Teaching reading involves lots of demonstrations in terms of modelling, giving students opportunities to practice the skills with teacher’s feedback and support, then providing the students with opportunities for independent practice for perfection. These provide systematic instruction, that is clearly sequenced, leaving no gaps in the students’ learning.


By: Rabasa Onyango, iMlango Literacy Advisor and Stephen Kiprono, iMlango Regional Coordinator for Uasin Gishu

iMlango’s strategy for improving literacy

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Systems, Schools, Communities and Policy

Online presence, digital innovations and integration of Information Communication Technology (ICT), have become the hallmark of global competitiveness for organisations and policy-makers alike. Kenya is making great steps towards achieving targets set out in the Sustainable Development Goals (SDGs), and Education for All goals, through multiple innovations, and most notably ICT integration in education. The national ICT in education policy’s core values of: building a technological and innovative society; global competitiveness; research, innovation and development; and the attainment of 21st century learning skills for every student, have given impetus to ICT integration. It is within this policy context that iMlango is striving to promote e-learning in Kenya.

   Board of Management (BoM) members of a primary school receiving ICT equipment from iMlango in a primary school in Kilifi.

Board of Management (BoM) members of a primary school receiving ICT equipment from iMlango in a primary school in Kilifi.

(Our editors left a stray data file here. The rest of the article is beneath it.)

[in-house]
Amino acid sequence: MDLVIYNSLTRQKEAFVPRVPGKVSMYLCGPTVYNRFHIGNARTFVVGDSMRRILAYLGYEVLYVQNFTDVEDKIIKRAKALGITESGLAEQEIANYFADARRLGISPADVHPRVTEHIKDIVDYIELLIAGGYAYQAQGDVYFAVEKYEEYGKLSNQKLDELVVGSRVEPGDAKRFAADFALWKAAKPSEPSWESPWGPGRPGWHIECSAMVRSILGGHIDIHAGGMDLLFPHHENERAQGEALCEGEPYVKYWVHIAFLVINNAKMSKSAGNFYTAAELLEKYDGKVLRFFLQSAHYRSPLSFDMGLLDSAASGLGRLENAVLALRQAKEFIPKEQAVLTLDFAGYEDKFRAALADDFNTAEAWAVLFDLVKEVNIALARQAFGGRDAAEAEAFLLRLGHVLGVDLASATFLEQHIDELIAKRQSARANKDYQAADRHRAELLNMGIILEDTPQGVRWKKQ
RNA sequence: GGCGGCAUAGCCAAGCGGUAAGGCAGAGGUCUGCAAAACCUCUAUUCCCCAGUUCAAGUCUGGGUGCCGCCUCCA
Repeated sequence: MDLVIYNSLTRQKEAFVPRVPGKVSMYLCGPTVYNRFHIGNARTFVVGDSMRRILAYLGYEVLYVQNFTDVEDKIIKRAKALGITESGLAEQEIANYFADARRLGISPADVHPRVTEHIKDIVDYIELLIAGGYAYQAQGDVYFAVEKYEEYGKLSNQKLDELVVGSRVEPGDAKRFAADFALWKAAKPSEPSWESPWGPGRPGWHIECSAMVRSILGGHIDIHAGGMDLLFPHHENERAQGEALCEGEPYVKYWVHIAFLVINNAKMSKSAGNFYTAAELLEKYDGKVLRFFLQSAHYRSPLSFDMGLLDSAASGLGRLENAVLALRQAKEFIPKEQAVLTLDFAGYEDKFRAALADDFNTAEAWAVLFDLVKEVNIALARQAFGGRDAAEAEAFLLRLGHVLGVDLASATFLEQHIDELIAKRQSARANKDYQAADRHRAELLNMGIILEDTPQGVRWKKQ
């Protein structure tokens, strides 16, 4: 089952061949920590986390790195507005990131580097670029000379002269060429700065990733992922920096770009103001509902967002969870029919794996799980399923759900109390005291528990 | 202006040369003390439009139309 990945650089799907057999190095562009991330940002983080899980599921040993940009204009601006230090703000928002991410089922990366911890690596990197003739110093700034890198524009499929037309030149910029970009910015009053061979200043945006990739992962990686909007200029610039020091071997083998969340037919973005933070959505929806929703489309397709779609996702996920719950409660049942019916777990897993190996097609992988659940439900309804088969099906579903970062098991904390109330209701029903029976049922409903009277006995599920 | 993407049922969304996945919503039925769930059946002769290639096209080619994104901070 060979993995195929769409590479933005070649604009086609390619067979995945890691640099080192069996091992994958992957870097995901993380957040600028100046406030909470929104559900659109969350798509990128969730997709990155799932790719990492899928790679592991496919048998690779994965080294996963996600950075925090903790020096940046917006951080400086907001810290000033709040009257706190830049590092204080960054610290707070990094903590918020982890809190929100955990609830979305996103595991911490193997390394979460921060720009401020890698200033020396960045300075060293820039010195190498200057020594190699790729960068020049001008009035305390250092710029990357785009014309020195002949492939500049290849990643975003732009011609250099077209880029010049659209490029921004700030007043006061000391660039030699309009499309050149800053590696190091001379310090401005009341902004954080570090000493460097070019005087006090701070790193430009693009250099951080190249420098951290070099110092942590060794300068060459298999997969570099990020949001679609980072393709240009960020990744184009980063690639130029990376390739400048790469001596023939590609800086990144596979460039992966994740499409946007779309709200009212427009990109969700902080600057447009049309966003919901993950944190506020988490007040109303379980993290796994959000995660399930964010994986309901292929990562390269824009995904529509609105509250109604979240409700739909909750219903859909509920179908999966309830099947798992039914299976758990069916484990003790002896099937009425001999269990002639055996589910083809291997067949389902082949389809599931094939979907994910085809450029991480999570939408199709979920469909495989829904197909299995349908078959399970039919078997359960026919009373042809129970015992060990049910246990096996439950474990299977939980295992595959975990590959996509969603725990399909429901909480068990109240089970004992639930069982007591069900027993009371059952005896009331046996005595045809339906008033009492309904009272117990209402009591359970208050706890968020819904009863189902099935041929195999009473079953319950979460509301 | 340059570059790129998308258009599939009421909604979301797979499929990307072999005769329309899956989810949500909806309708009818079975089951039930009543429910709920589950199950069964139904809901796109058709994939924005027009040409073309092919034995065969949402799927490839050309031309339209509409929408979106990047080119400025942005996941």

iMlango is a groundbreaking program that seeks to improve education outcomes in numeracy, literacy and life skills for nearly 180,000 children in 245 schools - delivering access to digital education services and content. The program equips schools with ICT equipment and digital technology to deliver improved learning outcomes for pupils. iMlango seeks to positively impact on learning outcomes through creating positive synergies between students, schools and communities, helping to facilitate a positive local learning ecosystem. iMlango seeks to revolutionise literacy teaching and learning to dramatically improve literacy outcomes for pupils, working at four distinct levels: the system, the school, the community and policy levels. As most existing project activities are school-based, the literacy strategy will build primarily on these existing processes and initiatives.

iMlango is building systems to promote literacy in primary schools in Kenya by adopting the whole-school approach to teaching and learning. This is being achieved through the following ways:

  1. Establishing a collaborative whole-school instructional system involving all the stakeholders (pupils, teachers, education officials, parents and community members)

  2. Training key stakeholders on the importance of primary reading, especially early grade reading competencies, and their roles in promoting academics and life skills in school

  3. Continuous sensitisation on the importance of Information Communication Technology (ICT) and digital technology in education, as aligned with central ministry policy

  4. Promoting a reading culture in school, whilst developing a community that appreciates the power of reading.


   An iMlango literacy computer lab lesson in progress. Students have access to digital content for both individual lab sessions and teacher-guided whole-class lessons.

An iMlango literacy computer lab lesson in progress. Students have access to digital content for both individual lab sessions and teacher-guided whole-class lessons.


School

At the school level, iMlango recognises the school as the focal point for the promotion of the reading culture and the advancement of reading competencies for our pupils. iMlango is therefore working with teachers on effectively implementing modern trends in primary reading pedagogy. At the core of the project is the use of e-resources to deliver quality lessons, so training and constant follow-up with teachers on the use of digital content and technology to teach reading is a key project activity.